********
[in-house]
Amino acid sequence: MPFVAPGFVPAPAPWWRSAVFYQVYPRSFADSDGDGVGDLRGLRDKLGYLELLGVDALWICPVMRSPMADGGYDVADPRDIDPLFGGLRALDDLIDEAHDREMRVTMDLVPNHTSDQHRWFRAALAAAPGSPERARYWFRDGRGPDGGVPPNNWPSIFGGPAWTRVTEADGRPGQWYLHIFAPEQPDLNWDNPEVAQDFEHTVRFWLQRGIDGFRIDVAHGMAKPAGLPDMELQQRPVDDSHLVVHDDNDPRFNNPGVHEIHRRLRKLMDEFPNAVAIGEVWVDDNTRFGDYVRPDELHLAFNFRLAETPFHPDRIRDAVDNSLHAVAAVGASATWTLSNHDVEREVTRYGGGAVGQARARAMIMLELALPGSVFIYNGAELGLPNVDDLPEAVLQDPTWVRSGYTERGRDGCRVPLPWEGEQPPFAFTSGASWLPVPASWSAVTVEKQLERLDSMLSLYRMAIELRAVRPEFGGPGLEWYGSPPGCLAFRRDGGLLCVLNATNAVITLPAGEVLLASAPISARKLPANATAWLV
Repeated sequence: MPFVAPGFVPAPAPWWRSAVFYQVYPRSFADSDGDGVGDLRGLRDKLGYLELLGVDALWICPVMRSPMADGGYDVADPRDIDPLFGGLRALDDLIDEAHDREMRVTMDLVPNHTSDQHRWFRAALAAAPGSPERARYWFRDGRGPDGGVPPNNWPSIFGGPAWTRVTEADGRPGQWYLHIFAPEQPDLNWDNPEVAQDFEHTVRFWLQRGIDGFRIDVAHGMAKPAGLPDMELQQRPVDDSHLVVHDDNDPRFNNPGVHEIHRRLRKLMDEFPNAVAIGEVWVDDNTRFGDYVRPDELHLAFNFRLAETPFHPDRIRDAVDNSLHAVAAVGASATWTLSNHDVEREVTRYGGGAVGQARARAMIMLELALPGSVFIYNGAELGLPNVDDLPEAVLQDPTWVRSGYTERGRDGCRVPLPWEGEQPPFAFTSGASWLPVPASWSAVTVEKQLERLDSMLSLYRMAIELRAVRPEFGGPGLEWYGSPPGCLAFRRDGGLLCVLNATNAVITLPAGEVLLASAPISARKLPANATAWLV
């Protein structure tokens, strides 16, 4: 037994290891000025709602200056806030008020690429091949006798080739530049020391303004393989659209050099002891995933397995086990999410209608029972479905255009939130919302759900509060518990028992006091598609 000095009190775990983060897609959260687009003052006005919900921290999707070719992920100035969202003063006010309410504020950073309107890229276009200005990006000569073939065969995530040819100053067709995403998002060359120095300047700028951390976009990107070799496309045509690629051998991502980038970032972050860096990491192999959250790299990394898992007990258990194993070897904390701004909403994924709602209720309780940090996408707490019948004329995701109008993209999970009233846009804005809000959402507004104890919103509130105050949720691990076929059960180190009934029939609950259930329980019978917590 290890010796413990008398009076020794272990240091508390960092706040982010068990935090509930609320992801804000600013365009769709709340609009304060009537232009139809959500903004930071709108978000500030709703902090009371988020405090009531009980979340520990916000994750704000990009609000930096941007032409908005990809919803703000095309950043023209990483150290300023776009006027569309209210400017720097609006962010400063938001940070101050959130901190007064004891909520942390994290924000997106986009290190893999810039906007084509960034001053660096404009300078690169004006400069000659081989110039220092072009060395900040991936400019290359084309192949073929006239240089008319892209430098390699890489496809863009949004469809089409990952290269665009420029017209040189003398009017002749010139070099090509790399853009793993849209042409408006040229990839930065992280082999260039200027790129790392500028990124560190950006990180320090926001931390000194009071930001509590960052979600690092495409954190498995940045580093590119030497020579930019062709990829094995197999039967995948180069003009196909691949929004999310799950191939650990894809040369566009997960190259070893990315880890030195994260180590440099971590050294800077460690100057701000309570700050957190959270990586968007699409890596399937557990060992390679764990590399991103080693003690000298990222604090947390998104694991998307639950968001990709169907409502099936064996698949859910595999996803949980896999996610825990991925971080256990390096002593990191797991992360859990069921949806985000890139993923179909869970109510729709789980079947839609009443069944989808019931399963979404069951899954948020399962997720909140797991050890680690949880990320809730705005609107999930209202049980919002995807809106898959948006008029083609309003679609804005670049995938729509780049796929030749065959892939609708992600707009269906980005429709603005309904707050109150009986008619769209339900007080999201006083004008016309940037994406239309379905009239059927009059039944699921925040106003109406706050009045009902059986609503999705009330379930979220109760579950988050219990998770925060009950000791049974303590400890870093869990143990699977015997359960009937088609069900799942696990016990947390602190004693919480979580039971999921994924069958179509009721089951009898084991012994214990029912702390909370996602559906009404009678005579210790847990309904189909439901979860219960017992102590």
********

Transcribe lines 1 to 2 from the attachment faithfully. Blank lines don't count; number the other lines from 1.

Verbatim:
[in-house]
Amino acid sequence: MPFVAPGFVPAPAPWWRSAVFYQVYPRSFADSDGDGVGDLRGLRDKLGYLELLGVDALWICPVMRSPMADGGYDVADPRDIDPLFGGLRALDDLIDEAHDREMRVTMDLVPNHTSDQHRWFRAALAAAPGSPERARYWFRDGRGPDGGVPPNNWPSIFGGPAWTRVTEADGRPGQWYLHIFAPEQPDLNWDNPEVAQDFEHTVRFWLQRGIDGFRIDVAHGMAKPAGLPDMELQQRPVDDSHLVVHDDNDPRFNNPGVHEIHRRLRKLMDEFPNAVAIGEVWVDDNTRFGDYVRPDELHLAFNFRLAETPFHPDRIRDAVDNSLHAVAAVGASATWTLSNHDVEREVTRYGGGAVGQARARAMIMLELALPGSVFIYNGAELGLPNVDDLPEAVLQDPTWVRSGYTERGRDGCRVPLPWEGEQPPFAFTSGASWLPVPASWSAVTVEKQLERLDSMLSLYRMAIELRAVRPEFGGPGLEWYGSPPGCLAFRRDGGLLCVLNATNAVITLPAGEVLLASAPISARKLPANATAWLV